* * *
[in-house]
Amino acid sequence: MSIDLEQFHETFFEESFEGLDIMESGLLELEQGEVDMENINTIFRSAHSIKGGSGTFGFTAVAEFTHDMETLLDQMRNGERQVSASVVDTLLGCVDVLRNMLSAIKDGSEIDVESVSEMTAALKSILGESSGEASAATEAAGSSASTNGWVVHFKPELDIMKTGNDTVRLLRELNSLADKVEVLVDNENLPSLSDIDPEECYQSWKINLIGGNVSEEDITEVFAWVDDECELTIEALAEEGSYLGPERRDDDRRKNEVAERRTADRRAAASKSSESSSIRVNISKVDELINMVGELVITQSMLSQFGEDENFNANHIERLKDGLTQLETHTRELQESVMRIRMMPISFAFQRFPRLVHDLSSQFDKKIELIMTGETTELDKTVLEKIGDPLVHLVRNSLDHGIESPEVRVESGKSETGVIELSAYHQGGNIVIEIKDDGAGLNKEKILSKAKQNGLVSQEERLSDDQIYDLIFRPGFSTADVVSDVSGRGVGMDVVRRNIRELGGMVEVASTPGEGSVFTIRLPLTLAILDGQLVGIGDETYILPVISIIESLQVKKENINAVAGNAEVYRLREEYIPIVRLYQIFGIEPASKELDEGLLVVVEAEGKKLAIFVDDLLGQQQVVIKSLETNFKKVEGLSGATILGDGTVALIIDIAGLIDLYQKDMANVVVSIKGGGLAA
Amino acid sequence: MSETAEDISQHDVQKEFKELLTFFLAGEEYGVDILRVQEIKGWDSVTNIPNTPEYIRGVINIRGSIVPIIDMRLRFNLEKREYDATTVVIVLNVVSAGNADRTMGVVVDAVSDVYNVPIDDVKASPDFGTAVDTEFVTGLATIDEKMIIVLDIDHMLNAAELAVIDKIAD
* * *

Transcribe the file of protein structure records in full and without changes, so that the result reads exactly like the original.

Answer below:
[in-house]
Amino acid sequence: MSIDLEQFHETFFEESFEGLDIMESGLLELEQGEVDMENINTIFRSAHSIKGGSGTFGFTAVAEFTHDMETLLDQMRNGERQVSASVVDTLLGCVDVLRNMLSAIKDGSEIDVESVSEMTAALKSILGESSGEASAATEAAGSSASTNGWVVHFKPELDIMKTGNDTVRLLRELNSLADKVEVLVDNENLPSLSDIDPEECYQSWKINLIGGNVSEEDITEVFAWVDDECELTIEALAEEGSYLGPERRDDDRRKNEVAERRTADRRAAASKSSESSSIRVNISKVDELINMVGELVITQSMLSQFGEDENFNANHIERLKDGLTQLETHTRELQESVMRIRMMPISFAFQRFPRLVHDLSSQFDKKIELIMTGETTELDKTVLEKIGDPLVHLVRNSLDHGIESPEVRVESGKSETGVIELSAYHQGGNIVIEIKDDGAGLNKEKILSKAKQNGLVSQEERLSDDQIYDLIFRPGFSTADVVSDVSGRGVGMDVVRRNIRELGGMVEVASTPGEGSVFTIRLPLTLAILDGQLVGIGDETYILPVISIIESLQVKKENINAVAGNAEVYRLREEYIPIVRLYQIFGIEPASKELDEGLLVVVEAEGKKLAIFVDDLLGQQQVVIKSLETNFKKVEGLSGATILGDGTVALIIDIAGLIDLYQKDMANVVVSIKGGGLAA
Amino acid sequence: MSETAEDISQHDVQKEFKELLTFFLAGEEYGVDILRVQEIKGWDSVTNIPNTPEYIRGVINIRGSIVPIIDMRLRFNLEKREYDATTVVIVLNVVSAGNADRTMGVVVDAVSDVYNVPIDDVKASPDFGTAVDTEFVTGLATIDEKMIIVLDIDHMLNAAELAVIDKIAD